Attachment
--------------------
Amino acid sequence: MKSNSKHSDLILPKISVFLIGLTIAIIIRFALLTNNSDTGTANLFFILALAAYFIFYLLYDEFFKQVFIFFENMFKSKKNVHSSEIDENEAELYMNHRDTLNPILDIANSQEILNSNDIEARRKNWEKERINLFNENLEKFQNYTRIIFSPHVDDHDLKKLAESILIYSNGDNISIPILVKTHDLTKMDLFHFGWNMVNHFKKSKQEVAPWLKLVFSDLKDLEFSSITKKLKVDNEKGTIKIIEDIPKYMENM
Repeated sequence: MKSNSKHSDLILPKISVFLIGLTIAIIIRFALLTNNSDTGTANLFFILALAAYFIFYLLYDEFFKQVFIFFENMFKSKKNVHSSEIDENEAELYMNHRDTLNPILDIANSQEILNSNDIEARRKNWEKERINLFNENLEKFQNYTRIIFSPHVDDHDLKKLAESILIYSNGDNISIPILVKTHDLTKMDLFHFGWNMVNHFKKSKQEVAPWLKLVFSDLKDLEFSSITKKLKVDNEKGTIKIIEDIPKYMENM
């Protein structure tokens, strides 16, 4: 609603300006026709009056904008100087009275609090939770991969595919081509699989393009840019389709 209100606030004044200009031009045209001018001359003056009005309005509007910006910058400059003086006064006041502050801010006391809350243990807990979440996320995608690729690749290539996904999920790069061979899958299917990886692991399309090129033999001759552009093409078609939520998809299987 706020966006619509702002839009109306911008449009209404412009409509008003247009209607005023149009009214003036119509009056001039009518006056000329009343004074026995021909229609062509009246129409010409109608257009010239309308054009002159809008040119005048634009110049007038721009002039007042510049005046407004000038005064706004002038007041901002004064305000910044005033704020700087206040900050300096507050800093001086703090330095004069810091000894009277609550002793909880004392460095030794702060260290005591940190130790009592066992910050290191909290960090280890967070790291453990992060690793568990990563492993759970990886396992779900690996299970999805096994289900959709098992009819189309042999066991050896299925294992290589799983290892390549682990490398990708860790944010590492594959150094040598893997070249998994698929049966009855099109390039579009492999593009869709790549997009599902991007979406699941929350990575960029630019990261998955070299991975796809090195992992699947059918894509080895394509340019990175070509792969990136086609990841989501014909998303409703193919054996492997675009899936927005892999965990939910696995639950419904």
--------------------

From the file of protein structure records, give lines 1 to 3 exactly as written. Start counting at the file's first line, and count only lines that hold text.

Amino acid sequence: MKSNSKHSDLILPKISVFLIGLTIAIIIRFALLTNNSDTGTANLFFILALAAYFIFYLLYDEFFKQVFIFFENMFKSKKNVHSSEIDENEAELYMNHRDTLNPILDIANSQEILNSNDIEARRKNWEKERINLFNENLEKFQNYTRIIFSPHVDDHDLKKLAESILIYSNGDNISIPILVKTHDLTKMDLFHFGWNMVNHFKKSKQEVAPWLKLVFSDLKDLEFSSITKKLKVDNEKGTIKIIEDIPKYMENM
Repeated sequence: MKSNSKHSDLILPKISVFLIGLTIAIIIRFALLTNNSDTGTANLFFILALAAYFIFYLLYDEFFKQVFIFFENMFKSKKNVHSSEIDENEAELYMNHRDTLNPILDIANSQEILNSNDIEARRKNWEKERINLFNENLEKFQNYTRIIFSPHVDDHDLKKLAESILIYSNGDNISIPILVKTHDLTKMDLFHFGWNMVNHFKKSKQEVAPWLKLVFSDLKDLEFSSITKKLKVDNEKGTIKIIEDIPKYMENM
């Protein structure tokens, strides 16, 4: 609603300006026709009056904008100087009275609090939770991969595919081509699989393009840019389709 209100606030004044200009031009045209001018001359003056009005309005509007910006910058400059003086006064006041502050801010006391809350243990807990979440996320995608690729690749290539996904999920790069061979899958299917990886692991399309090129033999001759552009093409078609939520998809299987 706020966006619509702002839009109306911008449009209404412009409509008003247009209607005023149009009214003036119509009056001039009518006056000329009343004074026995021909229609062509009246129409010409109608257009010239309308054009002159809008040119005048634009110049007038721009002039007042510049005046407004000038005064706004002038007041901002004064305000910044005033704020700087206040900050300096507050800093001086703090330095004069810091000894009277609550002793909880004392460095030794702060260290005591940190130790009592066992910050290191909290960090280890967070790291453990992060690793568990990563492993759970990886396992779900690996299970999805096994289900959709098992009819189309042999066991050896299925294992290589799983290892390549682990490398990708860790944010590492594959150094040598893997070249998994698929049966009855099109390039579009492999593009869709790549997009599902991007979406699941929350990575960029630019990261998955070299991975796809090195992992699947059918894509080895394509340019990175070509792969990136086609990841989501014909998303409703193919054996492997675009899936927005892999965990939910696995639950419904």